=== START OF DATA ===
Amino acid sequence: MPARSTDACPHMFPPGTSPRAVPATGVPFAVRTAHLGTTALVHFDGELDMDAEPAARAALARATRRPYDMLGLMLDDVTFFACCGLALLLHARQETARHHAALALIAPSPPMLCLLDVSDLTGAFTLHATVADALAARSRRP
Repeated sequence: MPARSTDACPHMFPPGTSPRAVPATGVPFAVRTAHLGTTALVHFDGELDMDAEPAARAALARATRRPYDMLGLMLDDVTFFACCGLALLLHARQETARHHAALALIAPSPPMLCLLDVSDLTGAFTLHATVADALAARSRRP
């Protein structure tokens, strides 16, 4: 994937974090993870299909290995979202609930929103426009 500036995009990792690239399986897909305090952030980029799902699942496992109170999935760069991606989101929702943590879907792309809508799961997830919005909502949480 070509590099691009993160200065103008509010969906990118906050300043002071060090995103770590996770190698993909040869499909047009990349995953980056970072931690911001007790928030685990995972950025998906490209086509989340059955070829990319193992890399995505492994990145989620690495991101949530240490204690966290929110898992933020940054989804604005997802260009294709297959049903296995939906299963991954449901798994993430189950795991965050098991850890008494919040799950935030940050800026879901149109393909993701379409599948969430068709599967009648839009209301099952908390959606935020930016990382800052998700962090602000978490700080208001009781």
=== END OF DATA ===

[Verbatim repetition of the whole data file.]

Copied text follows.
Amino acid sequence: MPARSTDACPHMFPPGTSPRAVPATGVPFAVRTAHLGTTALVHFDGELDMDAEPAARAALARATRRPYDMLGLMLDDVTFFACCGLALLLHARQETARHHAALALIAPSPPMLCLLDVSDLTGAFTLHATVADALAARSRRP
Repeated sequence: MPARSTDACPHMFPPGTSPRAVPATGVPFAVRTAHLGTTALVHFDGELDMDAEPAARAALARATRRPYDMLGLMLDDVTFFACCGLALLLHARQETARHHAALALIAPSPPMLCLLDVSDLTGAFTLHATVADALAARSRRP
């Protein structure tokens, strides 16, 4: 994937974090993870299909290995979202609930929103426009 500036995009990792690239399986897909305090952030980029799902699942496992109170999935760069991606989101929702943590879907792309809508799961997830919005909502949480 070509590099691009993160200065103008509010969906990118906050300043002071060090995103770590996770190698993909040869499909047009990349995953980056970072931690911001007790928030685990995972950025998906490209086509989340059955070829990319193992890399995505492994990145989620690495991101949530240490204690966290929110898992933020940054989804604005997802260009294709297959049903296995939906299963991954449901798994993430189950795991965050098991850890008494919040799950935030940050800026879901149109393909993701379409599948969430068709599967009648839009209301099952908390959606935020930016990382800052998700962090602000978490700080208001009781």